Filch hauled out his pocket watch and opened it—12:52. He hied his steps at once in the direction of the gates and arrived just as a popping sound heralded Fred Weasley’s appearance in the lane outside. At once Filch unchained the gates and swung one side open for Fred to enter. They stood there appraising each other for a moment in silence.

Filch thought with a start how very adult Fred looked. He still had an air of imminent laughter about him, but in some indefinable way he seemed more serious than he had when he was a student; there was a subtle air of maturity about him. Filch supposed it came of running his own business. He had a good idea, at least judging by the large quantity of Weasley contraband he regularly confiscated from the students, of just how successful that business had become.

Fred looked at Filch and thought with amazement how old he looked. Somehow when he and George had been at Hogwarts playing their practical jokes and trying to stay one step ahead of the caretaker to avoid detentions, Filch had seemed so formidable. Now he just looked old and...sad, somehow. Beaten.

Fred held out his hand. “Filch,” he said, his voice neutral.

Filch took hit and shook it once. “Weasley,” he replied. “Fred Weasley, if I’m not mistaken.”

Fred was startled into a laugh. “Very good. How did you know?”

Filch shrugged. “Seven years of watching you get into trouble, most likely,” he said laconically. “So now you’re making a living at it, eh?”

Fred nodded. “A good one. I was surprised to see your letter applying for the position we advertised,” he said, coming right to the point.

“Ah.” Filch nodded. He indicated an ornamental bench a short distance away. “Shall we?” Fred nodded and they walked over and sat down.

“So...you want to know why I inquired about the position?” Filch asked hesitantly.

“Well, not exactly. You needn’t tell me your reasons if you don’t want to,” Fred said. “It’s just we had no idea you were thinking of leaving Hogwarts.” He shot a glance at Filch. “Does Dumbledore know?” he asked.

Filch looked at Fred in consternation. “Merlin’s beard, no!” he said emphatically. Then, realizing how that sounded, he amended his tone of voice. “No, and I want to be the one to tell him.” He waited until Fred nodded. “I...I just think it’s time for a change,” Filch said. “I’m not getting any younger, and there’s really nothing here for me.” The sad look crossed his face again, and Fred found himself entertaining the crazy notion that perhaps Filch had been disappointed in love or something. He snorted—of course that was ridiculous. But Filch did seem to be serious about his intention to leave Hogwarts.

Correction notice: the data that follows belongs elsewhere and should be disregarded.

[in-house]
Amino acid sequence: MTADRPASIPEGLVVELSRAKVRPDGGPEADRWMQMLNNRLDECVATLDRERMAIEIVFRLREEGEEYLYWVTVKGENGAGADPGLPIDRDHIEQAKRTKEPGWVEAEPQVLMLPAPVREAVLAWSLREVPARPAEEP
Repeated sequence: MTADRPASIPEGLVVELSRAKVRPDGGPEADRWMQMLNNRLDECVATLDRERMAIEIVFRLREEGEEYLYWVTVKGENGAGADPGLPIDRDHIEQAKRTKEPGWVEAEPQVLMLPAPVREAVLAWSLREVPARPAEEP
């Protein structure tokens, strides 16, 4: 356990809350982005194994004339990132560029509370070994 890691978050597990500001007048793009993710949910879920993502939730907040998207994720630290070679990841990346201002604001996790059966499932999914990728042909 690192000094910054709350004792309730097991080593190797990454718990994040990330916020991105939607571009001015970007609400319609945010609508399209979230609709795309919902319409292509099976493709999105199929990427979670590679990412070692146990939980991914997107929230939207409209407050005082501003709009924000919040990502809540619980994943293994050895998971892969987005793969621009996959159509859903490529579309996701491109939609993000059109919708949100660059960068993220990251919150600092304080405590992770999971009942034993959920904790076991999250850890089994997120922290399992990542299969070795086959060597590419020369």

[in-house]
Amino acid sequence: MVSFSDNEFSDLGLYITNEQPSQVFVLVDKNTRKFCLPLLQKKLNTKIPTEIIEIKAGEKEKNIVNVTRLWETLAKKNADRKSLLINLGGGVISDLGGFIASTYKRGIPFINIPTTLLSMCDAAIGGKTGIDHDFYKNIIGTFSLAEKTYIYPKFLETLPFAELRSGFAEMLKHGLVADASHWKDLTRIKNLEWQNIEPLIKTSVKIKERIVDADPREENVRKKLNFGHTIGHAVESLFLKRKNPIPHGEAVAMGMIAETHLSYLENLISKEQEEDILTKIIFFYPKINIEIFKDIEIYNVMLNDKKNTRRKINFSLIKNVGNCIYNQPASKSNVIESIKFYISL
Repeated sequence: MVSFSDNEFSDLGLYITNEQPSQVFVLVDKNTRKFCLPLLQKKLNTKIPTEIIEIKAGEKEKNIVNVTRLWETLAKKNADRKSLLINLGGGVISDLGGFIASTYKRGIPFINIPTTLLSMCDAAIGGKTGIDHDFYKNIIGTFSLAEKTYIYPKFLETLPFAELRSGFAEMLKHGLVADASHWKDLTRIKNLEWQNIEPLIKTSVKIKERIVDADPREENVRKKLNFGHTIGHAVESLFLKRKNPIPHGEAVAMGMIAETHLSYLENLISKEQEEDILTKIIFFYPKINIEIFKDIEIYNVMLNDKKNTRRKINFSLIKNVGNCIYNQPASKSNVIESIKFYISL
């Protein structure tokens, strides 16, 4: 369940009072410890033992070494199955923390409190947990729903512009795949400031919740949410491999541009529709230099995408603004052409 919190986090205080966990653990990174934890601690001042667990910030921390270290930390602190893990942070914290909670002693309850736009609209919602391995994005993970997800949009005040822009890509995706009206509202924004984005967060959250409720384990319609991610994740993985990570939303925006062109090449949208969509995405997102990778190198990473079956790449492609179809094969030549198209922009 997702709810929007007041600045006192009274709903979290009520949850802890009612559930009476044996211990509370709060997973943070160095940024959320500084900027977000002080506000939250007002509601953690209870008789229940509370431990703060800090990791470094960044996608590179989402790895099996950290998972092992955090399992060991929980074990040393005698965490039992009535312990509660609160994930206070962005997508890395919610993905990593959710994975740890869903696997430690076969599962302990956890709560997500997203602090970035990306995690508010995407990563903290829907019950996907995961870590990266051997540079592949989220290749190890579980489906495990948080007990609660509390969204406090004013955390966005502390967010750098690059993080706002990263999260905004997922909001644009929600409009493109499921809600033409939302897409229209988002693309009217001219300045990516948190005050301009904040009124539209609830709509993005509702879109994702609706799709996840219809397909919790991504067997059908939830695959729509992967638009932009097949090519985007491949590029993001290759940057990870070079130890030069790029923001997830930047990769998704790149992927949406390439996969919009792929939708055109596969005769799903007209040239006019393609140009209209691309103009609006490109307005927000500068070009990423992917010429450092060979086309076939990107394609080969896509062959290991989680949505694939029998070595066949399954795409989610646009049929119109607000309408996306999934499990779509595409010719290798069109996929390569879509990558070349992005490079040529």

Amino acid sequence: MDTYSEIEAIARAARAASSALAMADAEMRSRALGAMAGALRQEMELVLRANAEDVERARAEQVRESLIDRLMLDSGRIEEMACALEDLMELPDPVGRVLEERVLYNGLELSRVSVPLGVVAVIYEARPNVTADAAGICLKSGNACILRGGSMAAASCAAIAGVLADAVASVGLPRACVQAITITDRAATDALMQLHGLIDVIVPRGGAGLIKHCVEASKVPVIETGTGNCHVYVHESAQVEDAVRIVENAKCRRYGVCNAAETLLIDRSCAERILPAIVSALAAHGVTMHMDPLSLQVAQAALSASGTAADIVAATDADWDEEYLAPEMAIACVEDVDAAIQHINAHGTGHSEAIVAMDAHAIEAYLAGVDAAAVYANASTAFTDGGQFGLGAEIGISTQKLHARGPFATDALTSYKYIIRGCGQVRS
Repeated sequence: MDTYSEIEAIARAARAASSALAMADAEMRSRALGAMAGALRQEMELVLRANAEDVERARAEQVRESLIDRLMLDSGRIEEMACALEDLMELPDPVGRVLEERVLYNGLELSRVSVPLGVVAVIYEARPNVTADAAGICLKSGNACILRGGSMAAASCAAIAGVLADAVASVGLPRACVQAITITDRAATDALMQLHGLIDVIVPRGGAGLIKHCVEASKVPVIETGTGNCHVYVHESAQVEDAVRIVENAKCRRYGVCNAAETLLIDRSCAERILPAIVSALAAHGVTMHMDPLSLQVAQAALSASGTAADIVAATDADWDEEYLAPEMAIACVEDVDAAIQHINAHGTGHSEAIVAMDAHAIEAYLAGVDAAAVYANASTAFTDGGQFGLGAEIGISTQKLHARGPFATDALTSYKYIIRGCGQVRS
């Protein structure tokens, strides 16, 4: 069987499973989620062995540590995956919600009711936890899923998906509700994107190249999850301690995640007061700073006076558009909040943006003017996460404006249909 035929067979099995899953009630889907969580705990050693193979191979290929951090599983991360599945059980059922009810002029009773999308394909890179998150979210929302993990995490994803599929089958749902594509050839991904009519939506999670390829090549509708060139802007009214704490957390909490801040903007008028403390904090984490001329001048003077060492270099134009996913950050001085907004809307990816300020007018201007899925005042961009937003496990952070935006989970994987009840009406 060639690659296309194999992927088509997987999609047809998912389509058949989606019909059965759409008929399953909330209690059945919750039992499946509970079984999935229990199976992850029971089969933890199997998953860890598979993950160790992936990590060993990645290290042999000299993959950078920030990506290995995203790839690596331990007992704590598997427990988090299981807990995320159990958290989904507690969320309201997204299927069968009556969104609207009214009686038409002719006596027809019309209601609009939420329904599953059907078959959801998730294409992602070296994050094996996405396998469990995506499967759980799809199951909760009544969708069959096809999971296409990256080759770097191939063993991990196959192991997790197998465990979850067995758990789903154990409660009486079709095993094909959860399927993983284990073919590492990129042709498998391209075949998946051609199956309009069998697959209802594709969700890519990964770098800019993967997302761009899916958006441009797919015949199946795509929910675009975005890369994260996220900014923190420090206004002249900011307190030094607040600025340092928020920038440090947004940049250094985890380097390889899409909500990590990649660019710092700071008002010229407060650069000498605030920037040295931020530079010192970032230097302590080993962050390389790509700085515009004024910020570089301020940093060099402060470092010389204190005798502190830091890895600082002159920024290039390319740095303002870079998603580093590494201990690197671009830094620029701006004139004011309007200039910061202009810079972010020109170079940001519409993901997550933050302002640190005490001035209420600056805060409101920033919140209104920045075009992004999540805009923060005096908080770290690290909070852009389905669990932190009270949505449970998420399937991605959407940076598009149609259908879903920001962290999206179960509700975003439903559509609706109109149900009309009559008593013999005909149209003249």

“So you wouldn’t have a problem working with me and George and Lee Jordan?” Fred pressed. “You really don’t have a problem with that?”

“Did you really mean it about lodgings above the shop being offered as part of the—the—”

“Perks?” Fred supplied.

“Aye, the perks of the job?” Filch countered.

“Absolutely. Terms all as stated in the ad. When can you start?”

“Ah...school is out in two weeks,” Filch said weakly. Everything was moving so fast; his head was swimming. Was he really doing this?

He was.

He did.

“I can—er—come down two weeks from today, Mr., er—” Filch floundered, unsure of the etiquette of the situation. What did one call a former student who was about to become one’s employer?

“I think you’d better call me Fred,” said Fred casually. “Avoids confusion between me and George, you know? Besides, we’re not really big on formality.”

“Ah. Yes, all right. So...two weeks from today...Fred.”

“Done!” Fred said cheerfully. “Look, I’d love to stand you a drink to celebrate, but it’s the start of our busiest time just now so it’ll have to wait until you come down to London. Besides, then George and Lee can get in on it.” He got up and led the way back to the gates.

“I understand you wanting to see out the school year and all,” he said, “but cor, it’s too bad you can’t come back with me today. There’s enough work to keep three extra sets of hands busy!” He held out his hand once again. “Still, whenever you can get there you’ll be welcome. I’ll make sure we have all the boxes out of your flat before the two weeks are up, at any rate!”

Filch rather dazedly shook hands and watched as Fred turned on the spot and Disapparated. Filch pulled the gates shut and walked back to the school and into his office, where Mrs. Norris was engaged in a rather strenuous bath atop the Daily Prophet.

Filch shut the door and Mrs. Norris looked up. “Rrrowr?” she asked, scanning his face.

“We, my love, are going to live in London,” Filch whispered, still unable to believe it was real. Mrs. Norris started to purr loudly, and suddenly Filch laughed. “Yes, you may well purr,” he said. “You aren’t the one who has to do all the packing!”